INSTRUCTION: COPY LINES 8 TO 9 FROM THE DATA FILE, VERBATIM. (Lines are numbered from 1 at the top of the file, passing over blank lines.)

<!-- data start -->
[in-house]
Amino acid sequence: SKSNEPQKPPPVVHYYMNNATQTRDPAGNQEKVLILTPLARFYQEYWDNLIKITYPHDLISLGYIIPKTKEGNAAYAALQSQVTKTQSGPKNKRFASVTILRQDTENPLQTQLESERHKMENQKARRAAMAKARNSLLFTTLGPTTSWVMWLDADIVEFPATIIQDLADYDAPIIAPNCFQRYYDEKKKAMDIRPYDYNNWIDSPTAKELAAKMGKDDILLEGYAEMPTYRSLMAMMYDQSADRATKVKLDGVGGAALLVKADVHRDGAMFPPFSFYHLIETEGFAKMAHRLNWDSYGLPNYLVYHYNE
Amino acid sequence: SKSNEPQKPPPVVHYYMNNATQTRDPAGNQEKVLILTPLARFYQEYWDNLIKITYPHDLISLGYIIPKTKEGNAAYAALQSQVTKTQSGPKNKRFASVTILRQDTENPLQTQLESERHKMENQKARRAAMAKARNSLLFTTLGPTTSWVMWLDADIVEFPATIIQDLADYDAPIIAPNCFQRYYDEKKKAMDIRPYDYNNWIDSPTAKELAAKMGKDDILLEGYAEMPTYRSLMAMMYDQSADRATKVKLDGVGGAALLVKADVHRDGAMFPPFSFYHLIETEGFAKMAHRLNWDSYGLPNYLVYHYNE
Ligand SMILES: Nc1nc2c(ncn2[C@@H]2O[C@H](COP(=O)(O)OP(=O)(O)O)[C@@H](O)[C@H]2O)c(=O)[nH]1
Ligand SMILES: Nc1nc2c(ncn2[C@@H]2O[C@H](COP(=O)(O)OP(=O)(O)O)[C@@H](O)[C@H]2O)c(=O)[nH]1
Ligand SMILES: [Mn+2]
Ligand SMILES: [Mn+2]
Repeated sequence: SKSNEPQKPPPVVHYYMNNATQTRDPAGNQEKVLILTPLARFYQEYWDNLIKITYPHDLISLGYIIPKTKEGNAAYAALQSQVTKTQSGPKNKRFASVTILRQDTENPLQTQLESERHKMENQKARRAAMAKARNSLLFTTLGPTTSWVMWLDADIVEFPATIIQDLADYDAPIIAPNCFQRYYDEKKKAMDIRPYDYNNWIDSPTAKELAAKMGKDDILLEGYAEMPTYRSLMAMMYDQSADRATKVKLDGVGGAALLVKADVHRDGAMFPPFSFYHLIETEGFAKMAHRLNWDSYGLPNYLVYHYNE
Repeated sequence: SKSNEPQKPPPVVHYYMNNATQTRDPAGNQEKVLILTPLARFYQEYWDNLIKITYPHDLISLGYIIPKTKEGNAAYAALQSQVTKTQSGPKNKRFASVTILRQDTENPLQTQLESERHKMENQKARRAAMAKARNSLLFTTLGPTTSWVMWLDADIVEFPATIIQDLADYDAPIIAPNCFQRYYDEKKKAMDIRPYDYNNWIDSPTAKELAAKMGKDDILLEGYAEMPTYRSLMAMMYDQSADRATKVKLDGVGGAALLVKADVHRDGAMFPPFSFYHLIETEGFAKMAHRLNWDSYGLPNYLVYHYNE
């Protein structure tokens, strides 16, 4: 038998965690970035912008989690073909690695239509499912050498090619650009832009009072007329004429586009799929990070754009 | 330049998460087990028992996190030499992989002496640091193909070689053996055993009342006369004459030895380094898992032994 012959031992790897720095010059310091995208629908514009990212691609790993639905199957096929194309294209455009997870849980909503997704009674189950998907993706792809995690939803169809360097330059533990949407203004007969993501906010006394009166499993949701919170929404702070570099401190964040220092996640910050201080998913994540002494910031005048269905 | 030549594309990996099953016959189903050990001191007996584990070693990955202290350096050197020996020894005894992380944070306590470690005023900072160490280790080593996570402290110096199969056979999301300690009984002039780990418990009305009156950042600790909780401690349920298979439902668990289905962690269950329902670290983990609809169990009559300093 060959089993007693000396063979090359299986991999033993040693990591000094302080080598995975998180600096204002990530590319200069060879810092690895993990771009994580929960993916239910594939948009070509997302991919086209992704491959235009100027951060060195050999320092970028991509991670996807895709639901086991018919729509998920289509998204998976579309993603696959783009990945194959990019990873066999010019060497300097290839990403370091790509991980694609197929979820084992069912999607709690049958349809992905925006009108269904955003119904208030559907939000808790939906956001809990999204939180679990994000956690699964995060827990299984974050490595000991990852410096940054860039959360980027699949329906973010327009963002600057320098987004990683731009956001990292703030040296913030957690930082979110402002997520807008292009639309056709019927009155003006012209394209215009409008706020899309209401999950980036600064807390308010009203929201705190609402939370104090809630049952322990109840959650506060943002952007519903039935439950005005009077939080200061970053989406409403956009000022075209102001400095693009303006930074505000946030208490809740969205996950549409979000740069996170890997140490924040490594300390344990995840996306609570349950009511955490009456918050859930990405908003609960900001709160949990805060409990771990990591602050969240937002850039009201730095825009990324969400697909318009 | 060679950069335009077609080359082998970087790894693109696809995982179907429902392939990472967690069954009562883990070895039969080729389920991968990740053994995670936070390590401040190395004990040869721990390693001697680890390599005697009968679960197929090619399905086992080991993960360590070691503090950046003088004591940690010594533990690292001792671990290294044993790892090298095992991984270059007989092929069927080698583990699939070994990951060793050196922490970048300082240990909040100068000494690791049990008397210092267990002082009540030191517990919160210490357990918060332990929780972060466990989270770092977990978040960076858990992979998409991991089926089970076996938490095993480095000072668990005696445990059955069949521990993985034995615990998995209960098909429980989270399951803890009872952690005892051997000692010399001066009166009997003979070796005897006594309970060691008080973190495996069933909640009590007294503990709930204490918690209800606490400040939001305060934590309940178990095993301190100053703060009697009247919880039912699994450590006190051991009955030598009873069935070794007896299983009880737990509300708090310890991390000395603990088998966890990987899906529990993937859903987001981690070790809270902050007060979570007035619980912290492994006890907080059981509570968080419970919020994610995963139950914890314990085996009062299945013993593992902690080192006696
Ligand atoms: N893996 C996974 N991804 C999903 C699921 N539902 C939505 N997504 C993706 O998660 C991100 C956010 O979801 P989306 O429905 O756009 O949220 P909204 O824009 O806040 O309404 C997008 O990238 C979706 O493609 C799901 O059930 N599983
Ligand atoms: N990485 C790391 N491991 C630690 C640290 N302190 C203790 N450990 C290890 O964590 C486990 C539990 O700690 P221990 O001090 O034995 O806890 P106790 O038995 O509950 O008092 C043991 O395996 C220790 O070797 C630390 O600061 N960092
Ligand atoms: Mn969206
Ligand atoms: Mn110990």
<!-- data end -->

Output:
Repeated sequence: SKSNEPQKPPPVVHYYMNNATQTRDPAGNQEKVLILTPLARFYQEYWDNLIKITYPHDLISLGYIIPKTKEGNAAYAALQSQVTKTQSGPKNKRFASVTILRQDTENPLQTQLESERHKMENQKARRAAMAKARNSLLFTTLGPTTSWVMWLDADIVEFPATIIQDLADYDAPIIAPNCFQRYYDEKKKAMDIRPYDYNNWIDSPTAKELAAKMGKDDILLEGYAEMPTYRSLMAMMYDQSADRATKVKLDGVGGAALLVKADVHRDGAMFPPFSFYHLIETEGFAKMAHRLNWDSYGLPNYLVYHYNE
Repeated sequence: SKSNEPQKPPPVVHYYMNNATQTRDPAGNQEKVLILTPLARFYQEYWDNLIKITYPHDLISLGYIIPKTKEGNAAYAALQSQVTKTQSGPKNKRFASVTILRQDTENPLQTQLESERHKMENQKARRAAMAKARNSLLFTTLGPTTSWVMWLDADIVEFPATIIQDLADYDAPIIAPNCFQRYYDEKKKAMDIRPYDYNNWIDSPTAKELAAKMGKDDILLEGYAEMPTYRSLMAMMYDQSADRATKVKLDGVGGAALLVKADVHRDGAMFPPFSFYHLIETEGFAKMAHRLNWDSYGLPNYLVYHYNE